510 SECURITY SUPERVISION AND MANAGEMENT
Failure to investigate: If and when you receive complaints about employees, or about
the facility you are securing or managing, you have a basic and fundamental duty to
investigate and resolve the problem. Failure to do so is evidence if negligence.
Failure to discipline: Not establishing and utilizing a formal process for discipline.
As you can see, there are lots of things you, as a supervisor or manager, can fail to do,
and for which you can be held liable, civilly and/or criminally. But the good news is that most
of these can be avoided with the use of common sense, dedication to duty, and an effective
working relationship with your organization’s legal advisor.
Other General Areas of Liability
Now that you have been briefly introduced to the intentional torts and negligence, you should
also be aware of a few more areas in which the security industry is particularly vulnerable to
liability. These areas include the following:
1. Nuisance, which is defined as either being private or being public.
A private nuisance is the substantial, unreasonable interference with another person’s
use or enjoyment of their property (land).
A public nuisance is the unreasonable interference with the health, safety, or property
rights of the community.
Legal remedies for nuisance can involve payment of money damages to the victim(s)
and/or Injunctive Relief in which the court issues an order to stop doing whatever it is
you were doing that was a nuisance.
2. Defamation: This is a very sensitive area for liability in the security industry. It is
most often seen when an improper arrest has been made and the arrestee has lost
status as a result of the improper arrest. It is occasionally seen in investigative cases
in which information is improperly disseminated and the victim loses status or
reputation or is otherwise damaged by leaked information that should have remained
confidential. Defamation is subdivided into two general categories:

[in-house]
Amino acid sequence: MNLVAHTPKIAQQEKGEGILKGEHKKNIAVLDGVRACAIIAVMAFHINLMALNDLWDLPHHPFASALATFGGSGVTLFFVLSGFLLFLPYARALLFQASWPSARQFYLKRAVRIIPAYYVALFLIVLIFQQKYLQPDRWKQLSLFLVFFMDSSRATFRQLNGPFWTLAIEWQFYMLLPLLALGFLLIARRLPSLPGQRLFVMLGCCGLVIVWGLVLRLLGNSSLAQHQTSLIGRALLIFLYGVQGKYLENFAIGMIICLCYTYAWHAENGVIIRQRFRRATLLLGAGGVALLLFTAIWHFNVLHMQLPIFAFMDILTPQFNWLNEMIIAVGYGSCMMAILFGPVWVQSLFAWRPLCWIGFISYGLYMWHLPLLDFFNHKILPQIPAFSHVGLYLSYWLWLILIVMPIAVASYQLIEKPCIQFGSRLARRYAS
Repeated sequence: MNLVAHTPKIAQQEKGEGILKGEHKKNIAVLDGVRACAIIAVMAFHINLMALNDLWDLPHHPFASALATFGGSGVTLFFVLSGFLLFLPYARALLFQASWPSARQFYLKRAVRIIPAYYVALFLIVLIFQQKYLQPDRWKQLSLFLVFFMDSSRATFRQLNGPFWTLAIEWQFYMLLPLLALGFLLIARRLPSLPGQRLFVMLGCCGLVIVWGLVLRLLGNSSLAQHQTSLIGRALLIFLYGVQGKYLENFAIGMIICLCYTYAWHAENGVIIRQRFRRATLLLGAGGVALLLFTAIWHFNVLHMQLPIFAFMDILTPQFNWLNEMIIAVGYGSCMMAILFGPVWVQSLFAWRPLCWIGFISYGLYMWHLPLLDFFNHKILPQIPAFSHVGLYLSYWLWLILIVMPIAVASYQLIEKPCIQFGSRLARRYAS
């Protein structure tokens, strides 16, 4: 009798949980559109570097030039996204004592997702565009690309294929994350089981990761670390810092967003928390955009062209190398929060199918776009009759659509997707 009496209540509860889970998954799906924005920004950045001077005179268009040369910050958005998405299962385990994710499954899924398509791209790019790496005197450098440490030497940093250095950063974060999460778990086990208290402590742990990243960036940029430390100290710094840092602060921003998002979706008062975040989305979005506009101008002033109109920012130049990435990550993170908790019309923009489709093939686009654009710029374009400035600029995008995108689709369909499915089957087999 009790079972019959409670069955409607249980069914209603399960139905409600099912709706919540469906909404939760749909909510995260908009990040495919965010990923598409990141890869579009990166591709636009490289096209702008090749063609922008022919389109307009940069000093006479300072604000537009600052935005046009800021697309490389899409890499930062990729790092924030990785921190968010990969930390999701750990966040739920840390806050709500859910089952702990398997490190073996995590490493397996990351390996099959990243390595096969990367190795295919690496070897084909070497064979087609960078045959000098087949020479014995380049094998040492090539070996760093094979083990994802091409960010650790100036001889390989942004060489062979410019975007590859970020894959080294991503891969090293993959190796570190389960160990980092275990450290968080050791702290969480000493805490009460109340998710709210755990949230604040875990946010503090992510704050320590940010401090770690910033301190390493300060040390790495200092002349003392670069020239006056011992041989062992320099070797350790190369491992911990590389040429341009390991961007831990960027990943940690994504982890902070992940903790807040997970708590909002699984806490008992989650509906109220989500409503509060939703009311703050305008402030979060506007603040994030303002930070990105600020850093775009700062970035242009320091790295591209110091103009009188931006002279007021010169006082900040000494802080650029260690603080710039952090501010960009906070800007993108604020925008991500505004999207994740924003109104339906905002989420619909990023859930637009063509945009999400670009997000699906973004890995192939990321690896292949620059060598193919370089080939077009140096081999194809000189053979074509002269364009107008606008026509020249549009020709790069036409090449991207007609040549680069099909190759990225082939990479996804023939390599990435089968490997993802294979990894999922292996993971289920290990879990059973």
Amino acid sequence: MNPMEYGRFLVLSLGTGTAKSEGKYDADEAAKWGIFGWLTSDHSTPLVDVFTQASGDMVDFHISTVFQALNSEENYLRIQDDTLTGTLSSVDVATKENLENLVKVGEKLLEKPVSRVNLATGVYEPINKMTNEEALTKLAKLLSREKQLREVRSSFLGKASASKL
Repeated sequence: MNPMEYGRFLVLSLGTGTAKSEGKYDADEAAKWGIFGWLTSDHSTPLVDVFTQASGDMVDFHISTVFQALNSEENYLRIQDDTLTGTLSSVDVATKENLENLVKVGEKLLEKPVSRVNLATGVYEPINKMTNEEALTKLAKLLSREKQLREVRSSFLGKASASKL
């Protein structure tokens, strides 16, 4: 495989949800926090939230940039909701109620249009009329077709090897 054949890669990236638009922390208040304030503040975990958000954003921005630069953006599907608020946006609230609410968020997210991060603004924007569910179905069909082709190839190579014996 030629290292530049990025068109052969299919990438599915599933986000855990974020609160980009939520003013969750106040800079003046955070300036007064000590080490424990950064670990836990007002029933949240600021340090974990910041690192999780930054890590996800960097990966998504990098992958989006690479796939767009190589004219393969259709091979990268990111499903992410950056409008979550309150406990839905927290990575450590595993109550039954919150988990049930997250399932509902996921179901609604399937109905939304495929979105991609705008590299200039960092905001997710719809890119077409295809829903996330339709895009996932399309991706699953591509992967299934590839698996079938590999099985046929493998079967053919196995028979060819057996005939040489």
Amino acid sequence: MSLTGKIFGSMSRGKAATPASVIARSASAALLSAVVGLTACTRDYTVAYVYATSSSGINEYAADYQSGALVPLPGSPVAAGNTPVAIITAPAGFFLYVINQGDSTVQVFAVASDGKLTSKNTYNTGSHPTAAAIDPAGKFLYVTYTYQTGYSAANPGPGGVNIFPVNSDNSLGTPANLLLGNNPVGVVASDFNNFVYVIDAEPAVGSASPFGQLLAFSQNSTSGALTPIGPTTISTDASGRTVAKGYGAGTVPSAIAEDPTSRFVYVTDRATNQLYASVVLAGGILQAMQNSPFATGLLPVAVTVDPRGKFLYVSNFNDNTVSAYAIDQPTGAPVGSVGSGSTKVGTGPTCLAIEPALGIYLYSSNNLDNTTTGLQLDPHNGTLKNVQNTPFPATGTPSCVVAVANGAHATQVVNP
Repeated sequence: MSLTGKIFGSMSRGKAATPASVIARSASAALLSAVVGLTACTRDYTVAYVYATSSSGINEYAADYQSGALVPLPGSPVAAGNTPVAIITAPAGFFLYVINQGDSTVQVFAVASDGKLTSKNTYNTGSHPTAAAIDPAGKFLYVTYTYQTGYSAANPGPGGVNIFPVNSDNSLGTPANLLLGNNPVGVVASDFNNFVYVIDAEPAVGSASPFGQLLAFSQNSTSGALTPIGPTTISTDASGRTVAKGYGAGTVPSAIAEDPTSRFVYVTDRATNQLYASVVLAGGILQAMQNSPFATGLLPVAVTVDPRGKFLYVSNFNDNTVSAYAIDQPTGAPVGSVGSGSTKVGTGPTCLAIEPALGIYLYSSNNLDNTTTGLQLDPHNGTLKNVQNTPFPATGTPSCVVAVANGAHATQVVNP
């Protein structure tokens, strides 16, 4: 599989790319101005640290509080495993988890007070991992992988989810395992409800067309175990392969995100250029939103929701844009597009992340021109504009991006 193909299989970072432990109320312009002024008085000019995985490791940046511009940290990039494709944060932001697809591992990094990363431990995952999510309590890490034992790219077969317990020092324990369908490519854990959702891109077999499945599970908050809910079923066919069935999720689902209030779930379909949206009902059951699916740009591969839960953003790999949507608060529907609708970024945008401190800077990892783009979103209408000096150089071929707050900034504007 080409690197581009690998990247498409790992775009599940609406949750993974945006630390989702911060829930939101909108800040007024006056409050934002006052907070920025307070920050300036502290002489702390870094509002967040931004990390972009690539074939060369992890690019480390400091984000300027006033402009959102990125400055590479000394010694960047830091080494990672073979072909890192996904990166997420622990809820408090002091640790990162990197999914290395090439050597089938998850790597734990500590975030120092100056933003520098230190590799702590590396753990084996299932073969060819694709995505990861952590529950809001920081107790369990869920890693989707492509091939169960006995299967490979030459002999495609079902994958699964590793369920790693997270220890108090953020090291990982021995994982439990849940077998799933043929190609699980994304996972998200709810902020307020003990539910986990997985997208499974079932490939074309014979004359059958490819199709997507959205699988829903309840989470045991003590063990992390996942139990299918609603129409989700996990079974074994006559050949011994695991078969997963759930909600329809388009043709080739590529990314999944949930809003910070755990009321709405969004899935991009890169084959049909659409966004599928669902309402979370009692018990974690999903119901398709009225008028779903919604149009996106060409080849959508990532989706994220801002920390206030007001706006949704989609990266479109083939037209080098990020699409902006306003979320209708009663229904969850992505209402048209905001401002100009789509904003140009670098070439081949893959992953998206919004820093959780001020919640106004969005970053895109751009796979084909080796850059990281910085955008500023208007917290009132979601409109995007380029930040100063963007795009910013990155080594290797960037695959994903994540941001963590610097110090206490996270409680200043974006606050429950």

(a) Libel, which requires the publication of defamatory information about the
Plaintiff, that is, it is put into writing and disseminated to others, and
(b) Slander, which is the spoken word that includes defamatory information about the
victim.
(c) There are different standards of proof required to prove defamation between a
“public figure” and a private citizen. Generally speaking, public figures are subject
to more public scrutiny, and it is more difficult to prove defamation concerning a
public figure.
Defenses to defamation include:
Consent (the victim consented to your actions);
Truth of statement (if you are telling the truth, you cannot be defaming the person);
Absolute privilege (which occurs in judicial, legislative, and executive proceedings);
If you were forced into your actions against your will;
Communications between spouses; and
Qualified privilege (such as public reporting, or the special interest of the recipient
such as your client).
Another area of special interest to the security field is that of invasion of privacy. There
are several actions that would constitute this tort, but, from a security standpoint, it is most
often an act of prying or intruding into another person’s private affairs that would be objec-
tionable to a reasonable person. Also, publication of information, which portrays the victim
in a “false light,” and the public disclosure of private facts that a reasonable person with
ordinary sensibilities would find objectionable could also constitute this tort. If you do any
of these things and actually cause damages (emotional distress is sufficient), you are liable for
this action. As with the tort of defamation, this tort can be defended if you had consent to
perform your actions by the victim or if you had a privilege to perform your actions.

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